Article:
THE MAN FROM EARTH
The Man From Earth is a beautifully understated film, so much so that it seemed to sidestep cinematic release altogether and find its true audience on video/cable afterlife. A large part of this and probably the reason the film did not have a high profile is because it eschews almost all the things that big successful contemporary science-fiction films involve special effects, spectacle, lavish sets and makeup and tells a conceptual story. The story is told entirely through dialogue and involves no more than a group of people sitting around a living room talking. In fact, the entire film could be staged as a one-act play without any changes to the script.
The script however is utterly fascinating. The idea of the man who had lived the length of human history was clearly of interest to Jerome Bixby who also wrote another treatment of the idea in the Star Trek episode Requiem for Methuselah (1969). Most film treatments of immortals have fallen into the categories of either showing them bored with living forever, seeking true love or else combat across the ages. Jerome Bixby has the rare ability to think outside the box on these matters and come up with some fascinating new ways that someone standing beyond a single lifetime would look in on human history. Bixby takes the time to wonder how someone who has lived a very long time would think and view the rest of humanity. Rather than constantly having David Lee Smith as someone who witnesses and/or precipitates great historic events, Bixby has him as just one man at one place in one time who rarely understood the significance of events until the history books were written.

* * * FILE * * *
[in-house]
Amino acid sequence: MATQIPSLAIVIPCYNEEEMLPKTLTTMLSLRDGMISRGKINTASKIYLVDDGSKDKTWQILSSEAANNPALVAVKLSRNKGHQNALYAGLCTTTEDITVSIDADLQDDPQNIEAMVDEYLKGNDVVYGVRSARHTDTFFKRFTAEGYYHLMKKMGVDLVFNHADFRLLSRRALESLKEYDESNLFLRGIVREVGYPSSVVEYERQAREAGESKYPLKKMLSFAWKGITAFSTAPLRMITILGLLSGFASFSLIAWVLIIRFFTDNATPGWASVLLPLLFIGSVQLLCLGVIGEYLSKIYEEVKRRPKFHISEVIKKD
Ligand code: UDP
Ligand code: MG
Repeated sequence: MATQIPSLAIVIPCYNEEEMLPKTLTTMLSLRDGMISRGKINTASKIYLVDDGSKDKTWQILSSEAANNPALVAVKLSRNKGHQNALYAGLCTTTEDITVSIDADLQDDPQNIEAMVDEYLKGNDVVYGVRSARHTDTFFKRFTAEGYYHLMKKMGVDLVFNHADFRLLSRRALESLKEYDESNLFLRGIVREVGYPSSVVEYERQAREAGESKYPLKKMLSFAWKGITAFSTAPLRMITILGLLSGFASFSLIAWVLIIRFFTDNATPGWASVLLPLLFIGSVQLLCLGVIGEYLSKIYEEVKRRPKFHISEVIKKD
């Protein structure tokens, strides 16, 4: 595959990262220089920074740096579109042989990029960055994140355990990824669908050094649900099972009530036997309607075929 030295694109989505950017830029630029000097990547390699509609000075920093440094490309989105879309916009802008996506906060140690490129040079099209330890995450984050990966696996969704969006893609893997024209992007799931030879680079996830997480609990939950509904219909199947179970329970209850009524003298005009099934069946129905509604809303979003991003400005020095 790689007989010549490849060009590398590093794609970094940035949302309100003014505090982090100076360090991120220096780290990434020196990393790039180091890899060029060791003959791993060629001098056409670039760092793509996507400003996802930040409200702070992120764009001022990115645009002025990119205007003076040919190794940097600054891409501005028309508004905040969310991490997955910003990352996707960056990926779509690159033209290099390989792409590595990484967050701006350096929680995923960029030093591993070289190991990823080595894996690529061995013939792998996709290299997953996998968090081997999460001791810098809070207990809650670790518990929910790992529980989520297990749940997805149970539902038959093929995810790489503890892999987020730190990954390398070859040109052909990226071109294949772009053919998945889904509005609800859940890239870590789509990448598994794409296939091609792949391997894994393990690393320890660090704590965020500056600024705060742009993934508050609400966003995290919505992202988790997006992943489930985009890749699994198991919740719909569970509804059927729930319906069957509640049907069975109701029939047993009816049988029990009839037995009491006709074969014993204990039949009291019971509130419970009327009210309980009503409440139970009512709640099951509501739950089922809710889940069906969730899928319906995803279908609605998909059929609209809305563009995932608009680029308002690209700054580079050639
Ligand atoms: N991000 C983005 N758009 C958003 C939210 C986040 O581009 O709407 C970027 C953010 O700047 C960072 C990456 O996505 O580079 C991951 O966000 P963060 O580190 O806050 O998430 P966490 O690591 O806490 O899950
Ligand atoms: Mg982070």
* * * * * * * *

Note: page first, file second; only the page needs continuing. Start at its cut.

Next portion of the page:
The most fascinating scenes are when we arrive at David Lee Smiths amazing claim that he was Jesus Christ. In another film, The Man From Earth might have then gone the route of awe-filled religious revelations and miracles happening amid maximum mistily emotive effect. Far more interestingly, Jerome Bixby interprets things with a rigorously agnostic, if not atheist position, insisting that many of the divine aspects attributed to Jesus Christ were added by the Biblical writers and that he was nothing but an ordinary man who tried to incorporate some ideas from Buddhist teachings. Equally, The Man From Earth becomes not unlike films such as Stalker (1979), Man Facing Southeast (1986), Friendships Death (1987), Contact (1997) and K-PAX (2001), which are quasi-religious science-fiction films wherein the element of the fantastical hovers uncertainly between faith and mundane rationalism. Johns story sits ambiguously between whether it can be believed or is made up right up until the very last scene. (Although interestingly, when it comes to the claims about Jesus Christ, Bixby opts for an unequivocally rationalist perspective).
The only complaints about The Man From Earth might be the score. For a film that is almost exclusively dependent on dialogue, the score often seems intrusive in some of the scenes, riding over them and distracting from what is being said. Occasionally during the establishing scenes, Richard Schenkman seems awkward in the handling of some of the actors and the forcedness of their banter falls flat. Nevertheless, when the full strength of the story kicks in, The Man From Earth proves entirely captivating.
Director Richard Schenkman and lead actor David Lee Smith later made a sequel with The Man From Earth: Holocene (2017).